The University of California filed a federal lawsuit against the Trump administration Friday over its decision to rescind the Deferred Action for Childhood Arrivals program, or DACA.
The lawsuit, filed in the Northern District of California against the Department of Homeland Security and its acting secretary Elaine Duke, is the first to be filed by a university in opposition of Trump’s DACA repeal, according to a UC press release issued Friday morning. The lawsuit was filed by the UC Board of Regents and UC President Janet Napolitano “on its own behalf and on behalf of all students currently enrolled at the University,” according to the complaint.
“Neither I, nor the University of California, take the step of suing the federal government lightly, especially not the very agency that I led,” Napolitano said in the press release. “It is imperative, however, that we stand up for these vital members of the UC community.”
Napolitano, who served as the secretary of the Department of Homeland Security under the Obama administration from 2009-13, helped create the DACA program in 2012, which has since allowed nearly 800,000 undocumented people to legally live, work and study in the United States. There are an estimated 4,000 undocumented students currently enrolled in the UC system, of which 500 are at UC Berkeley. Of these 500 campus students, 400 are covered by the DACA program.
Meng So, the director of the Undocumented Student Program, or USP, described President Donald Trump’s decision to repeal DACA as a “knife to the soul of the nation,” adding that three times the amount of students are seeking out mental health drop-in support ever since the repeal was announced Tuesday.
“The lawsuit is a sign that we’ll be leaders that fight for justice and equity, and it’s an invitation to universities across California and across the country to join the fight,” So said. “It’s a powerful statement that we’re going to fight with and for our students.”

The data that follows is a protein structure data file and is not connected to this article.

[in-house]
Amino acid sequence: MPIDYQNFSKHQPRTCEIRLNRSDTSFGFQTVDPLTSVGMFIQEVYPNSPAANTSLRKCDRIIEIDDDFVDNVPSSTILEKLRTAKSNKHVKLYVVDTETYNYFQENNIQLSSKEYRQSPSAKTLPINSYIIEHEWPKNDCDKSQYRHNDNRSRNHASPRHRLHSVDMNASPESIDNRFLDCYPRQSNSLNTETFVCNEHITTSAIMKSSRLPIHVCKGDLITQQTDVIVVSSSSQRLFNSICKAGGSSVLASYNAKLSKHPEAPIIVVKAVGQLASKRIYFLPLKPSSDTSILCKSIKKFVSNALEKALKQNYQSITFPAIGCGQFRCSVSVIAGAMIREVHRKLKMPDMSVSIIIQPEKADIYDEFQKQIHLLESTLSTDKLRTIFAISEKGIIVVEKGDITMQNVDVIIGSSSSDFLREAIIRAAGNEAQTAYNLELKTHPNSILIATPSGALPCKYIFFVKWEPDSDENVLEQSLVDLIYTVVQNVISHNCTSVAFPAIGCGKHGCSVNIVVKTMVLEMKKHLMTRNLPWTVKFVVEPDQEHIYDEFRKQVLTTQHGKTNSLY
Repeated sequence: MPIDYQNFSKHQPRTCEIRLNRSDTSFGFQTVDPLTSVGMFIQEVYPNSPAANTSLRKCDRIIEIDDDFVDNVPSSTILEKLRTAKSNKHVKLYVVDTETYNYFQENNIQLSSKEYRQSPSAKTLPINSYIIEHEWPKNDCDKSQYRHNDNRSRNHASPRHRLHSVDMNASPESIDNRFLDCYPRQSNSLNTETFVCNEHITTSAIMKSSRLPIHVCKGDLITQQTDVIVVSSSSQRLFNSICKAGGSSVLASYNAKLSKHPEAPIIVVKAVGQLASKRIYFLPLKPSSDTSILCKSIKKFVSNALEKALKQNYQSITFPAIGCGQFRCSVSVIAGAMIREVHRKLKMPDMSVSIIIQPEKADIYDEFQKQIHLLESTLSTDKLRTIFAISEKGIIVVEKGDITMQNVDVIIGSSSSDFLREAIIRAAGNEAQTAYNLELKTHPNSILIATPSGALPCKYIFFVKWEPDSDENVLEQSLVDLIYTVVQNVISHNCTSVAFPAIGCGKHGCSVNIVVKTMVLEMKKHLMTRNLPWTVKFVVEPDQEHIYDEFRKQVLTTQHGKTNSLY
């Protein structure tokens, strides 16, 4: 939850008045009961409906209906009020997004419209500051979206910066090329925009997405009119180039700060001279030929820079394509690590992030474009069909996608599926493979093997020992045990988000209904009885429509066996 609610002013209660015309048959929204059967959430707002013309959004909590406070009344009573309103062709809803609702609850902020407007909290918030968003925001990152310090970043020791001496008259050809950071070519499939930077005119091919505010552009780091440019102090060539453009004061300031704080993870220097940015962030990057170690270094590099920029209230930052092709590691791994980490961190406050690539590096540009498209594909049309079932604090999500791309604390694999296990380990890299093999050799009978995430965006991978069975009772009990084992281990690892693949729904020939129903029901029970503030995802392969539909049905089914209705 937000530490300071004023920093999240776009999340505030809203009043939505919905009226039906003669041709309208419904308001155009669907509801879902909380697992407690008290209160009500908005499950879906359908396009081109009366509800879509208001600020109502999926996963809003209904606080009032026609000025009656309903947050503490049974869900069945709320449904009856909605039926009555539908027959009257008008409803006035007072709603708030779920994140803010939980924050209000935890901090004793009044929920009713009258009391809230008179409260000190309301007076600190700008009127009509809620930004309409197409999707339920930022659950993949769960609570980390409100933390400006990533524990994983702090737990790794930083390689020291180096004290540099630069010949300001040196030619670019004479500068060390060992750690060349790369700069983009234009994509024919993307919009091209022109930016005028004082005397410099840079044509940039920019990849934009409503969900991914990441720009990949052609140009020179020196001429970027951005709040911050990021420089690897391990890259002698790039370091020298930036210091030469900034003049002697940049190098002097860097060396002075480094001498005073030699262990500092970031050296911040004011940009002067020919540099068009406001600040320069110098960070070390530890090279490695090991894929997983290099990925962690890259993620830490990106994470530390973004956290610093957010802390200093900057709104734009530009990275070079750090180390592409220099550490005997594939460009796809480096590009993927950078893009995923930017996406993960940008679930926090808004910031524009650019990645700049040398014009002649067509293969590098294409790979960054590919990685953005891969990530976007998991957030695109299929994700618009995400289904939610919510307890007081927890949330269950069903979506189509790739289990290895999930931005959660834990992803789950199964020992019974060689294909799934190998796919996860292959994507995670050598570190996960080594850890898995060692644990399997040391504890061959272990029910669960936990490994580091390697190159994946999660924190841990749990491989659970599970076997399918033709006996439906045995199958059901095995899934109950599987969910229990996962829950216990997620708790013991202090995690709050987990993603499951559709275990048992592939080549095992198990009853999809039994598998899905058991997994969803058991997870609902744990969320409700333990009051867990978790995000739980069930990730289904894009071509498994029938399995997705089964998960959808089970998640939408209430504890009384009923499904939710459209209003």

In the face of deportation, however, the undocumented students on campus have remained resilient and hopeful, So added.
On Tuesday evening, members of the Berkeley community gathered on Sproul Plaza in protest of Trump’s decision. The rally, organized by activist group By Any Means Necessary, included approximately 150 participants at its peak.
Napolitano held a press conference about 11:30 a.m. Friday to address the suit. During the conference, she said the suit makes three fundamental claims about the Trump administration’s actions to rescind DACA: It’s not supported by reasoned decision making, it didn’t follow the proper procedure and the decision violates the due process rights of the university and DACA students and staff under the U.S. Constitution.
She added that the University of California will also be advocating for Congress and other universities to respond to the Trump administration as well. She emphasized that this lawsuit would not only affect DACA recipients in California, but also nationwide.
“At the University of California, we see the exceptional contributions that the young Dreamers make everyday,” Napolitano said at the conference. “They really represent the spirit of the American dream, and by its action, the administration has dashed those dreams. We hope by this lawsuit to restore those dreams.”
Lt. Gov. Gavin Newsom also released a statement Friday afternoon, in which he announced his support of Napolitano’s lawsuit.
“I support this lawsuit on legal, moral, and economic grounds. President Trump has arbitrarily and unlawfully manufactured a crisis in the lives of fellow Californians,” Newsom said in his statement. “The U.C.’s DREAMers and its staff are integral to the academic and intellectual fabric of our campuses, and it is paramount that the University protects the future workforce and families of California.”
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